Active vs. passive investing? Billionaire Jeff Vinik's advice

With all the talk of actively managed funds versus passively managed funds, billionaire Jeffrey Vinik, who once ran one of the world's largest actively managed funds, said most investors should actually have a mix of both.

"For most investors, a balanced portfolio makes the most sense. I would advise both probably have half passive and half active in their portfolio," Vinik said in an interview with CNBC's "Closing Bell" on Friday.

Active funds are outperforming the broader market so far this year, up 3.04 percent from January to April, with passive funds up 2.80 percent in that same time frame, according to Morningstar. Actively managed U.S. equity funds have seen about $700 billion in outflows since 2006, the firm also found.

For those who want an active management portfolio, Vinik had a word of advice.

"The market's gotten more competitive over time, more people trying to pick stocks, trying to pick industries, etc.," he said. "So I think it is really important for those people, those investors who want to use active portfolio management, to really do their research and have the very best managers."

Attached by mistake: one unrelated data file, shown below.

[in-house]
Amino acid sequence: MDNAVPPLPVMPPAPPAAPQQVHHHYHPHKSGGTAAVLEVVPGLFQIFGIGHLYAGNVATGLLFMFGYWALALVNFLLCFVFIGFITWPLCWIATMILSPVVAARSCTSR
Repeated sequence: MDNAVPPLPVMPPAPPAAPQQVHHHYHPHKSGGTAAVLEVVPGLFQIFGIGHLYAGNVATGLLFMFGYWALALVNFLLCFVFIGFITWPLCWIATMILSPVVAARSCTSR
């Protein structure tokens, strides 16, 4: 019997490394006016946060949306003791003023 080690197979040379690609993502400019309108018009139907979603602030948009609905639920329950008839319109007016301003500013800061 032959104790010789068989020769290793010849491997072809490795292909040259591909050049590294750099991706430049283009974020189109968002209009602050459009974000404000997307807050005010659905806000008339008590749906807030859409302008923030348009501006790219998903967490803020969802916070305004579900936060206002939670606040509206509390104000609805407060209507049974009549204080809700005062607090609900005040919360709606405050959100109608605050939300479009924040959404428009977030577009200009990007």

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Vinik, who owns the Tampa Bay Lightning, managed the Fidelity Magellan Fund from 1992 to 1996. During that time, the fund was up 84 percent, versus the S&P 500, which was up 77.8 percent.

He then ran a hedge fund before shutting it down to focus on his hockey team and real estate.

Vinik believes the market is just as healthy as it was 20 years ago.

"Markets, they go through cycles over long periods of times and there's better liquidity at some periods of times, there's ups, there's downs, there's all kind of different conditions," he said.

However, he called the financial markets a great place for companies to raise capital.

"On the other side, for really good investors who do their homework, there's opportunity to make outside rewards," Vinik added.

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—CNBC's Stephen Desaulniers contributed to this report.

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